Times of India
20 May 2010
Researchers build an artificial plastic cornea to help patients suffering from corneal blindness the second most common type of blindness in the world...
According to a bulletin by World health organisation approximately 4.9 million individuals have corneal blindness around the world. Considering the abysmal eye donation rates several of them will die before they get a transplant.
For many of these patients who become blind after an accident or illness, a corneal transplantation could restore the ability to see.
Joachim Storsberg of the Fraunhofer Institute in Germany has developed material and production process for a corneal prosthesis made of plastic.
These can help patients who are unable to tolerate donor corneas due to the special circumstances of their disease, or whose donor corneas were likewise destroyed.
The miniscale artificial cornea has to meet almost contradictory specifications, on the one hand, the material should grow firmly together with the cells of the surrounding tissue; on the other hand, no cells should settle in the optical region of the artificial cornea –the middle –since this would again severely impair the ability to see.
In addition the outer side of the implant must be able to moisten with tear fluids, otherwise the implant will cloud up on the anterior side.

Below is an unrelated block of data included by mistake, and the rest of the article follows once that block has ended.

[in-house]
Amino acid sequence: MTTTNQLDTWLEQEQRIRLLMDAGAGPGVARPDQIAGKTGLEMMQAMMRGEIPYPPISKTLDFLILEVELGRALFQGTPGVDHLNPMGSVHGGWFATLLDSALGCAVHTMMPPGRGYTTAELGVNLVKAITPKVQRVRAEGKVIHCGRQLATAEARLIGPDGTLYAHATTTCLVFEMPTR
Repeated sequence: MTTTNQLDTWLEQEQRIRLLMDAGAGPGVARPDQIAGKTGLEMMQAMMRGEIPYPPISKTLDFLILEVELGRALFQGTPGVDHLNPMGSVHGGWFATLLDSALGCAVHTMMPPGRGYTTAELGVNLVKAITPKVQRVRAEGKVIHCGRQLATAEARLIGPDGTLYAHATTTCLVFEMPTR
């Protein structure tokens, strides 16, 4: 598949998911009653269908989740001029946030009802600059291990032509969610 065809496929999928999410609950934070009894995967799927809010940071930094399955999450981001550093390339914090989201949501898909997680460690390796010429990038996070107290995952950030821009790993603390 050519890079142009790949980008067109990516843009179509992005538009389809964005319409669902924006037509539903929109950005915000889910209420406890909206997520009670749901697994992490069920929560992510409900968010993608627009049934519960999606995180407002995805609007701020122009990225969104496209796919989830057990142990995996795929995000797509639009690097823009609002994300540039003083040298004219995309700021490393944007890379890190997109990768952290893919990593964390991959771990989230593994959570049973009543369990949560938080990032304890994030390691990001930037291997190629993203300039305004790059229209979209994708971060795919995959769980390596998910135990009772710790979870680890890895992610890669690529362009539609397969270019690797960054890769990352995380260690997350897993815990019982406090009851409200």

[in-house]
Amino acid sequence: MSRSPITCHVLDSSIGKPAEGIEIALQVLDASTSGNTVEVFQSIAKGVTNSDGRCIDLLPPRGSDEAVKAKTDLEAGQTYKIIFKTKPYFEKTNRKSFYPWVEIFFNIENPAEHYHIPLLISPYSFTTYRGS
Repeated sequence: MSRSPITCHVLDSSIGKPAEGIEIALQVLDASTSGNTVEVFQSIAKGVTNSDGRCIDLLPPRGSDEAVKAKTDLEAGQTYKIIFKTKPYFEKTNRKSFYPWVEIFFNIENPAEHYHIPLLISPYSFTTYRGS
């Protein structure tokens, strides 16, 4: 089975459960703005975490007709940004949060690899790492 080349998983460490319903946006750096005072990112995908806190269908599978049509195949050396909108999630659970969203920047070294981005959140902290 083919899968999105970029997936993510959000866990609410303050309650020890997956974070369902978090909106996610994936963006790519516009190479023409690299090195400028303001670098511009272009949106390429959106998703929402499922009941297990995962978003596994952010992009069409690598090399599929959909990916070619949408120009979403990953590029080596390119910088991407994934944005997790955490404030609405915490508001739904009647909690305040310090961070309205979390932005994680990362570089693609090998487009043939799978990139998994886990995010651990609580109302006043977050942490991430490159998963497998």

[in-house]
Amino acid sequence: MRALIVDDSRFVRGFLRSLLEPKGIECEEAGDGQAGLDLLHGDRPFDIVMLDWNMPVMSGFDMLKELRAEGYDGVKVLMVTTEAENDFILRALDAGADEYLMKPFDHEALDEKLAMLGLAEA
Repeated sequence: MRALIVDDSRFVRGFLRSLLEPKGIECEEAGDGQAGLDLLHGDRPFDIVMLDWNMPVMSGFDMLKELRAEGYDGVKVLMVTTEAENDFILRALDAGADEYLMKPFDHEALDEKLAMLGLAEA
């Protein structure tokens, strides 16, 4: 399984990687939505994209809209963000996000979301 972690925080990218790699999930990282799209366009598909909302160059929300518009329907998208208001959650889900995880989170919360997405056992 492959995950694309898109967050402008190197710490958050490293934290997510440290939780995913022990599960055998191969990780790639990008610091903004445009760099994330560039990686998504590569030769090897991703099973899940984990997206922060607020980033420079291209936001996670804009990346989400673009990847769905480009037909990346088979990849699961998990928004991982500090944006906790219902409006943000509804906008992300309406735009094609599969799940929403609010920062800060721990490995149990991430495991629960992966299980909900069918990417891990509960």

This would consequently require the patient to get a new prosthesis after a relatively brief period of time.
Plus the outer side of the implant must be able to moisten with tear fluid, so that the eyelid can slide across it without friction.
Storsberg found the solution with a hydrophobic polymer material. This material has been in use for a long time in ophthalmological procedures.
In order for it to satisfy the various characteristics required, complex development steps were necessary. The material was thoroughly modified on a polymer–chemical basis, and subsequently re–tested.
In order to achieve the desired characteristics, the edge of the implant was first coated with various, special polymers.
Then, a special protein was added that contains the specific sequence of a growth factor. The surrounding natural cells detect this growth factor, are stimulated to propagate and populate the surface of the corneal margin.
Thus, the cells of the surrounding tissue grow with the implant, and the artificial cornea attains stability.
The research team needed three years to fully develop the artificial cornea and a test prosthesis is currently in use.